Carvana plunges after Wedbush says bankruptcy risk rising
Shares of Carvana Co. fell 40% in morning trade on Wednesday after Wedbush raised the possibility of a debt default by the used-car retailer, which would increase the risk of bankruptcy, and cut its price target to a Wall Street low of $1.
Brokerage Wedbush also downgraded its rating on the stock to ‘underperform’ from ‘neutral,’ sending Carvana’s shares to a record low.
“Many (Carvana) bonds have been trading at about 50 cents on the dollar, indicating investors see a high probability of default,” said analyst Seth Basham in a note titled ‘Bankruptcy risk rising.’
Carvana’s bonds have been under pressure this year, with notes maturing in 2025 trading at 45 cents on the dollar, slightly above the record low of 40 cents a month earlier. They were trading at 97 cents on the dollar at the start of the year.
Meanwhile, the yield stood at 39.82%, according to Refinitiv data. In comparison, the 5-year U.S. Treasury notes yield was at 3.7171%.
On Tuesday, Bloomberg News reported that some of Carvana’s largest creditors, including Apollo Global Management Inc and Pacific Investment Management Co, have signed a cooperation agreement to act together in restructuring negotiations.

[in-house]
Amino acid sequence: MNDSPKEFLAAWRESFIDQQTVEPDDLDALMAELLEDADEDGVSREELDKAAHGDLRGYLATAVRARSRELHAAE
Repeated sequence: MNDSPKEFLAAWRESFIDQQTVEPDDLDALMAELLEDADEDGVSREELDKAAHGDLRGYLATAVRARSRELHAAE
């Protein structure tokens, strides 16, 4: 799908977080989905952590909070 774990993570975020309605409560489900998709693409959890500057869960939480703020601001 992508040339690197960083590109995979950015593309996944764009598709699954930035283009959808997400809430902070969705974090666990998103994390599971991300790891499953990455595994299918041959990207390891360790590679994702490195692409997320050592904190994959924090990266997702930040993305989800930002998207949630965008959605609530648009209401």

With the departure of Carvana’s director of investor relations, Wedbush believed the developments indicate a higher likelihood of debt restructuring that could “leave the equity worthless in a bankruptcy scenario, or highly diluted at best.”
Carvana has suffered from waning used-car demand and high costs, forcing it to undertake job cuts to rein in expenses. Last month, it cut about 1500 employees, or 8% of its workforce, in the latest round of job cuts this year.
As a result, its stock has fallen nearly 100% this year, hitting record lows.